Halloween Poems To Share On Facebook In 2017 That Will Totally Creep Your Friends Out

Let me preface this by saying one thing: I don't not want to see pictures of your Halloween costume on Facebook. I totally do. I know you probably took a lot of time to come up with the perfect creative outfit to rock with your best friend. And even if you didn't take a lot of time and the whole thing was actually pretty last-minute, I know the costume is going to be great. If your 2017 costume is on the DIY side, I'm sure the photos will be especially impressive. I really do want to see your costume. That being said, I'm just wondering if we can all commit to getting a bit more creative with our social sharing this Halloween. Like, what about checking out som  Halloween poems to share on Facebook in celebration of the holiday?

This is a pretty awesome holiday we're talking about here, steeped in history and creepy folklore. There's tons of seasonal content out there, as ripe for sharing as a pumpkin on Oct. 29, and it will be the perfect compliment to the forthcoming barrage of costume photos that I fully expect to see on Nov. 1. Plus, celebrating Halloween by sharing this kind of content means that you can participate in the Facebook holiday fun even if you're not so into dressing up.

Check out these Halloween poems, all of which would be perfect for your Facebook feed this month.

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All Souls' Night


— Hortense King Flexner

This poem does a pretty flawless job of establishing just the kind of eerie, lonely Halloween mood that kept me up at night as a kid for the whole month of October.

Spirits Of The Dead


— Edgar Allan Poe

No one does scary quite like Edgar Allan Poe, and this creepy poem is no exception. "The spirits of the dead, who stood in life before thee, are again..." Feel those shivers up your spine?

Halloween Charm


— Arthur Guiterman

More recipe than poem — though I'm not sure bark of wizard hazel-wand or thorn slip sound like particularly delicious ingredients to anyone — "Halloween Charm" makes it easy to imagine what it might look like to watch someone brought back from the dead.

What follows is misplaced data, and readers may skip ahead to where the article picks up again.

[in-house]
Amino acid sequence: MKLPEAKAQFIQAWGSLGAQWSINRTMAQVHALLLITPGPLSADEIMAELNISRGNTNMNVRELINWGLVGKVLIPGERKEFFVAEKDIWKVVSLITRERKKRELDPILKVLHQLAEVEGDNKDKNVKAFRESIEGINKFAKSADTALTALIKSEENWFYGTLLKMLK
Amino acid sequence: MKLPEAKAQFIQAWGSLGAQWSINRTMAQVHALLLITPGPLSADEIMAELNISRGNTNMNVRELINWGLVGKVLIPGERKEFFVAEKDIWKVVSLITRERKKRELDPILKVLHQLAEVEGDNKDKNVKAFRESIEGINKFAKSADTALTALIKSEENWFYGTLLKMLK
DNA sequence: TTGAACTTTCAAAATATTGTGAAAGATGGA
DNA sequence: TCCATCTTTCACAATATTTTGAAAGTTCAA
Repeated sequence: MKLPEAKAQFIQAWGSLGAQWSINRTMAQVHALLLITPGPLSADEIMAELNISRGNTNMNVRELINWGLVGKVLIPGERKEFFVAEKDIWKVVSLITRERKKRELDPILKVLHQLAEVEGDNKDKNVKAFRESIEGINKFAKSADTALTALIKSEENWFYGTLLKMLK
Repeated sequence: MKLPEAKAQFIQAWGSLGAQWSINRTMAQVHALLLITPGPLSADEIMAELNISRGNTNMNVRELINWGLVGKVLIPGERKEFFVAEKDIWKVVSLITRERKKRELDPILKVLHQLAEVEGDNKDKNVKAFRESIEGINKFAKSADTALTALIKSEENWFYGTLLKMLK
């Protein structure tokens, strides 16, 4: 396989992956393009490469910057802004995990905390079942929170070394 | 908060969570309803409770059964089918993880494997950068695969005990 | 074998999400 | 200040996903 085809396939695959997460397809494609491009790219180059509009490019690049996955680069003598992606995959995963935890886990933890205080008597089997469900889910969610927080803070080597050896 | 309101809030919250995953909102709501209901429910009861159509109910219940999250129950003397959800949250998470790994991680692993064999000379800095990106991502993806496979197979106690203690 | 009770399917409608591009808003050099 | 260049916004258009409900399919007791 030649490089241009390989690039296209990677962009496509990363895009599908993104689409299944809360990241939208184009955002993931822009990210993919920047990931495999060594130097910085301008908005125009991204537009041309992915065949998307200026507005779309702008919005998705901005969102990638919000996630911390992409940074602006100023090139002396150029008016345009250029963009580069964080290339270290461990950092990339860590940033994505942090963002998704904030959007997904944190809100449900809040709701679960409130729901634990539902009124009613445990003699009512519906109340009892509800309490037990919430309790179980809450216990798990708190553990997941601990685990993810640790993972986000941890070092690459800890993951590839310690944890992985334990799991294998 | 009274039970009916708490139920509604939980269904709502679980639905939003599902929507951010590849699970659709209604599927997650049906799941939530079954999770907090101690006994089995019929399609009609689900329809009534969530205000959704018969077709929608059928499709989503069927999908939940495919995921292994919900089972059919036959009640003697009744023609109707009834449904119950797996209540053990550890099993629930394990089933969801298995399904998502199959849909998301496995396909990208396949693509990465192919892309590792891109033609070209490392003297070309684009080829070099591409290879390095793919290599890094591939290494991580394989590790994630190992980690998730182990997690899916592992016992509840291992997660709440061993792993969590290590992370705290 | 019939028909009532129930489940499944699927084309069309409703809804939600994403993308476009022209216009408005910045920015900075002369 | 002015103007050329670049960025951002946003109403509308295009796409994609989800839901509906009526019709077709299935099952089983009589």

Sonnet 100


Lord Brooke Fulke Greville

Even in the dark when dangers are hard to see, you still know they're there. Call it your intuition, your witch vibe, or something else — but you've got it!

All Hallow's Night


Lizette Woodworth Reese

Sometimes, the scariest things of all are directly in front of us — or, worse, already within us. (Thanks for the reminder, poem!)

Black Cat


Rainer Maria Rilke

Black cats are pretty much the OGs of superstitions, but this poem gives a totally new dimension to them. If spotting a black cat late at night didn't freak you out before, it probably will now. Sorry!

Theme In Yellow


Carl Sandburg

Jack-O'-Lanterns represent the kinder, softer side of Halloween — at least, I thought they did, until I read this poem and learned of the evil lurking inside them.

Ghost Music


Robert Graves

If you've ever wondered what a chorus of ghosts sounds like, your Facebook pals probably have too. Robert Graves tries to explain it to all of us here.

Ghosts And Fashion


Elaine Equi

A sillier take on Halloween poetry, "Ghosts and Fashion" has me sitting here imagining what my entire wardrobe would look like on a Casper lookalike.

Haunted Houses


— Henry Wadsworth Longfellow

If we're to believe Henry Wadsworth Longfellow's theory of haunted houses, it's time to stop wondering whether or not your home is occupied by spirits of a previous life — because all homes are.

The Witch-Bride


William Allingham

The only thing worse than a bridezilla? A witch-bride.

Macbeth, Act IV, Scene I (Round About The Cauldron Go)


William Shakespeare

I know you remember this one from high school English class. Give your social network a Shakespeare refresher with a few lines out of this classic scene from Macbeth.